This is what physical stores will be like after the coronavirus pandemic


Following the COVID-19 pandemic, the retail industry will follow new technologies in organizing the sales process and change the role of physical stores. In the future, the winners are those companies that successfully combine the online shopping experience with the capabilities of physical stores.

Analytical companies around the world are counting the number of physical retailers that have had to close or are on the verge of bankruptcy due to the coronavirus pandemic.

According to S&P Global, there have been more than three dozen retail bankruptcies this year, the highest in 11 years. Retailers have announced more than 8,400 store closings, according to Coresight Research.

Many large shopping malls have experienced severe loss of visitor traffic, which indicates a crisis in the industry and upcoming changes.

The CBRE Group, America’s largest commercial real estate and investment services firm, released a report on Thursday highlighting new sales technologies that will enable retailers to successfully combine online and offline trading.

According to CBRE experts, e-commerce will not completely replace physical stores, and success in 2021 awaits those who follow the changing needs of customers and are flexible.

According to Melin Cordero, Head of Retail Capital Markets at CBRE, “e-commerce is affecting and transforming the store, not replacing it.”

Offline stores of the future will become distribution centers

A new trend, to be followed by leading retailers, will be the addition of online stocking to physical stores.

Warehouses of offline stores should be transformed into intelligently planned distribution centers. Thus, the company will save on delivery, since the goods will be more close to consumers, who can pick up online orders through self-pickup. Delivery from large warehouses, which are usually located far outside the city, is more expensive for sellers.

Companies such as Gap, Macy’s, Best Buy (BBY) and Kohl’s are increasingly using their warehouses to store additional inventory for digital purchases, not just to replenish store shelves.

During the last quarter ended Oct. 31, Retail Chain Target (TGT) said more than 95% of third-quarter sales, including digital, were in-store, helping the company beat analysts’ estimates.

In the last quarter of Bed Bath & Beyond, ending August 29, stores completed 36% of online orders, including purchases via pickup (customers pick up an online order by driving) and in-store pickup for more than $ 120 million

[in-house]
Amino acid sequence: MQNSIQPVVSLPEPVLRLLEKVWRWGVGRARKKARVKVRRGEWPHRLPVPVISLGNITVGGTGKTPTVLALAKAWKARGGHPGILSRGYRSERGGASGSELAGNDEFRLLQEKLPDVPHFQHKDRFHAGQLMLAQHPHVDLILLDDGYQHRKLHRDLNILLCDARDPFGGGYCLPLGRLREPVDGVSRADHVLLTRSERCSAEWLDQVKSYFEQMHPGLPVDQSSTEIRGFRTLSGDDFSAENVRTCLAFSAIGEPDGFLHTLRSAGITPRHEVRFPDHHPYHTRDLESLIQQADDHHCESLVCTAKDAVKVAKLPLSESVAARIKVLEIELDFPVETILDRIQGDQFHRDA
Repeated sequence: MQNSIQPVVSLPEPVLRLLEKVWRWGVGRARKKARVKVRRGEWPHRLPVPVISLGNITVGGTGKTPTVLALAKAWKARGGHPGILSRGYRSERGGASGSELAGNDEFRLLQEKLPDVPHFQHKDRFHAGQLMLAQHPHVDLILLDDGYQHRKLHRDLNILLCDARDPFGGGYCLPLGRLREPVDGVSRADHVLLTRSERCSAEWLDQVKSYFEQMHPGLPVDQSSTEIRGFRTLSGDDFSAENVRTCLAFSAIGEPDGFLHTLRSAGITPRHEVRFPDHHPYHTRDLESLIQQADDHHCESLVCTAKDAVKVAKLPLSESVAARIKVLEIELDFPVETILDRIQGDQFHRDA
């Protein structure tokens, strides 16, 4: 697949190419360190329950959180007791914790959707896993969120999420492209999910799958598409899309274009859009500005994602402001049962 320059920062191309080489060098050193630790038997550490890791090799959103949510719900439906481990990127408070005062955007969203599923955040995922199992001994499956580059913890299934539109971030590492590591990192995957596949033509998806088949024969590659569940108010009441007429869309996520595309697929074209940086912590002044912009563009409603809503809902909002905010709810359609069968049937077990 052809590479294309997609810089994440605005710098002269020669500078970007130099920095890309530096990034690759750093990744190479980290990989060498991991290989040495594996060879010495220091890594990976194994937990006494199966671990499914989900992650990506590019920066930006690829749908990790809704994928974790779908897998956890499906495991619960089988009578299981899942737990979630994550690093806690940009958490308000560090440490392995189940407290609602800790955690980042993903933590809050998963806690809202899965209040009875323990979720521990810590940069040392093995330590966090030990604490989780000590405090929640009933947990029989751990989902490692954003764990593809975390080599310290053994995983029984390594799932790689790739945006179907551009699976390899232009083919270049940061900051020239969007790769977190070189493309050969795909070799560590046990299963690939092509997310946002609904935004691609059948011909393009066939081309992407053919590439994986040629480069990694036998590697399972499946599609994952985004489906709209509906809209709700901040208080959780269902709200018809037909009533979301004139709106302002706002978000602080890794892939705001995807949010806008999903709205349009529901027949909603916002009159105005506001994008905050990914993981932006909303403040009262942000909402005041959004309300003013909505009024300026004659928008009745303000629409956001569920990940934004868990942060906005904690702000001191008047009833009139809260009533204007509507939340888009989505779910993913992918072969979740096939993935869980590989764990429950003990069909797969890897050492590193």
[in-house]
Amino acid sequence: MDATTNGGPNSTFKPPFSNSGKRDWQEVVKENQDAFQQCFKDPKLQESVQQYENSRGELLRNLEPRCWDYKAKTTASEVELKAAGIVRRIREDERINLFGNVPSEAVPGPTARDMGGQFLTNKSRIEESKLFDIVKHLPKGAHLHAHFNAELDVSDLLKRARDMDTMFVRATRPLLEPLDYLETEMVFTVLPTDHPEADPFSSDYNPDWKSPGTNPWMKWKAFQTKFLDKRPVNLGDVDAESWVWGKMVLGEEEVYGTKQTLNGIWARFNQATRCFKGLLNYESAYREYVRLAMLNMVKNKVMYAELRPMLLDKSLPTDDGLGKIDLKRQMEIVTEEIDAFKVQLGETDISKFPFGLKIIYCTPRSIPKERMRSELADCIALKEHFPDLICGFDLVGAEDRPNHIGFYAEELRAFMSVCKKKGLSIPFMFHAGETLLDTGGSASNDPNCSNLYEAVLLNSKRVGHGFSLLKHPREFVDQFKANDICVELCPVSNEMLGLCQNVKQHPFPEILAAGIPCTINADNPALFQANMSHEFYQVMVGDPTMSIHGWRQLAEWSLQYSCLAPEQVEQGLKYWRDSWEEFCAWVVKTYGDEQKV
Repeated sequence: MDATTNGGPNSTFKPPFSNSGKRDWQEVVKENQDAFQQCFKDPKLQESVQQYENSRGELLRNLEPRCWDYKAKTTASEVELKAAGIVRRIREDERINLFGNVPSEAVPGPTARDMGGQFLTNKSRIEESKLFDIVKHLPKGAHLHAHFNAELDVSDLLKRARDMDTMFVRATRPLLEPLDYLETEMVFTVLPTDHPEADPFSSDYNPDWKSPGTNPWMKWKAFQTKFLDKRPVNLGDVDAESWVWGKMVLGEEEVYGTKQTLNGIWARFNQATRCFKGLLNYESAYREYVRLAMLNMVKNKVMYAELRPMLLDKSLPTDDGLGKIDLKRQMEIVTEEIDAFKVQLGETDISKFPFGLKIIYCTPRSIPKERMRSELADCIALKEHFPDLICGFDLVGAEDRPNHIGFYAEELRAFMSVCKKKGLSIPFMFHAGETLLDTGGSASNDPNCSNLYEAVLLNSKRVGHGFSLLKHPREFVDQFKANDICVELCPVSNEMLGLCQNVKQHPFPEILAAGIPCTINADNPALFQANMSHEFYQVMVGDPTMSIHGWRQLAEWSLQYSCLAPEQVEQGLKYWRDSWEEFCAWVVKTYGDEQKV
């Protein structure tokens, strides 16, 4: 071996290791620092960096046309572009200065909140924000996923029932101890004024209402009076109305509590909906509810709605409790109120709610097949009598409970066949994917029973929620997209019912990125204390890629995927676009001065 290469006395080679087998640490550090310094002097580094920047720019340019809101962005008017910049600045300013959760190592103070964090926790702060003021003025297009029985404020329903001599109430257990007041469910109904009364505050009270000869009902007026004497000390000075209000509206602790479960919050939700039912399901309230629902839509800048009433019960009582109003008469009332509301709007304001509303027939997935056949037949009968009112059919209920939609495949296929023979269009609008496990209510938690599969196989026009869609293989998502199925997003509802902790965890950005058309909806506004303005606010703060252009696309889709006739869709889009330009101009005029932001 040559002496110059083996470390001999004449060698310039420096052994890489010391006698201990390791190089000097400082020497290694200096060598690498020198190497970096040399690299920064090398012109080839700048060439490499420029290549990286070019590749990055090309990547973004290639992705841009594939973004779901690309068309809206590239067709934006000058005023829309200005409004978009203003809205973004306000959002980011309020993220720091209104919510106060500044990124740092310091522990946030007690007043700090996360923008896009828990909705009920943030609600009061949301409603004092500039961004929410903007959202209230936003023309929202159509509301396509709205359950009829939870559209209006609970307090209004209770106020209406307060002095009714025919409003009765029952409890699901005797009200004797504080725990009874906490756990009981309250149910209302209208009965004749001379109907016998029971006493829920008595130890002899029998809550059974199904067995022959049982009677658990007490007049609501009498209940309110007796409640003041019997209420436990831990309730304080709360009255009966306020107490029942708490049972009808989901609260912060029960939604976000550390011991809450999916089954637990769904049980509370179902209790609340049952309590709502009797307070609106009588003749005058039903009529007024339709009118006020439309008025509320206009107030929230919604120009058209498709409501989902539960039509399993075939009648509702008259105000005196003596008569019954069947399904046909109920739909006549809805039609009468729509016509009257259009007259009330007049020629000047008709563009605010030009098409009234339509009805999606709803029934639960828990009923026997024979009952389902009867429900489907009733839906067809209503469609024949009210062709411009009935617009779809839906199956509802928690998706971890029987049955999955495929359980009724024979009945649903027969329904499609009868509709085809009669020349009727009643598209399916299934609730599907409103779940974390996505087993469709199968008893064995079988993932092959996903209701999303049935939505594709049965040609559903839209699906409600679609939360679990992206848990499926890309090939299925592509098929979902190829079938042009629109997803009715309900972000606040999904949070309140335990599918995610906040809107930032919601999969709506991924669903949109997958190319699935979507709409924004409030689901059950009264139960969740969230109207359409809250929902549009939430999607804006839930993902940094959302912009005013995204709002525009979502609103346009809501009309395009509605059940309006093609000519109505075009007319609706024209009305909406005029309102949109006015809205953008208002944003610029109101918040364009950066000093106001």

“The store is becoming an extended part of the supply chain to enable in-store delivery,” said John Morris, head of industry, logistics and retail at CBRE. “I think the first thing you’ll see is an increase in inventory in stores.”

Retailers will need smarter inventory tracking technology, similar to that used in standard distribution centers, to ensure that the right items are always in place, CBRE said.

Creation of departments to handle product returns

The impact of the growth in online orders also features a significant increase in the number of returns. CBRE predicts $ 70.5 billion of holiday purchases will be returned this year.

That being said, sellers will benefit from a strategy of encouraging online shoppers to return goods to the store rather than mail them out.

More Pickup Points Appear

Experts predict that the practice of self-pickup of online orders, beloved during the pandemic, will continue to demonstrate high demand for pickup services even after it ends.

Between November 1 and December 9, according to Adobe Analytics, the number of online pick-up orders picked up by the curb rose 88% year-on-year. In addition, according to statistics, companies that offer pickup service have a 33% higher conversion rate than those that do not.

Companies such as Bed Bath & Beyond and Dick’s Sporting Goods have launched contactless trading this year. Shopping center owners Kimco Realty and Simon Property Group have also allocated parking spaces for this customer service.

Chains like Home Depot (HD), which have crates for picking up small online orders, have also reported a jump in their usage.

Among other changes in trends, CBRE experts cite a change in the role of employees who, thanks to automation, will receive less routine work, but who will require knowledge in both merchandising and customer service and order fulfillment. In the past, these tasks were traditionally assigned to different people.

“Flexible employees who can fill both roles interchangeably will have incredible value.”

CBRE predicts that these trends will lead to changes in how prices for commercial real estate rent will be formed.

“A new and more sophisticated pricing mechanism is needed to determine store values ​​and retail rents, especially for retailers who have more online channels,” CBRE said.

Thus, in the coming years, consumers will find more and more convenient new ways of making purchases, while retailers will observe the increased demands of their customers and the demand for new “formats” of sales.

Retailers looking to survive and thrive in this new era of retail must rethink their store layouts and make features like curb pickup permanent to meet the changing needs of shoppers.

Libertex [CPS] WW

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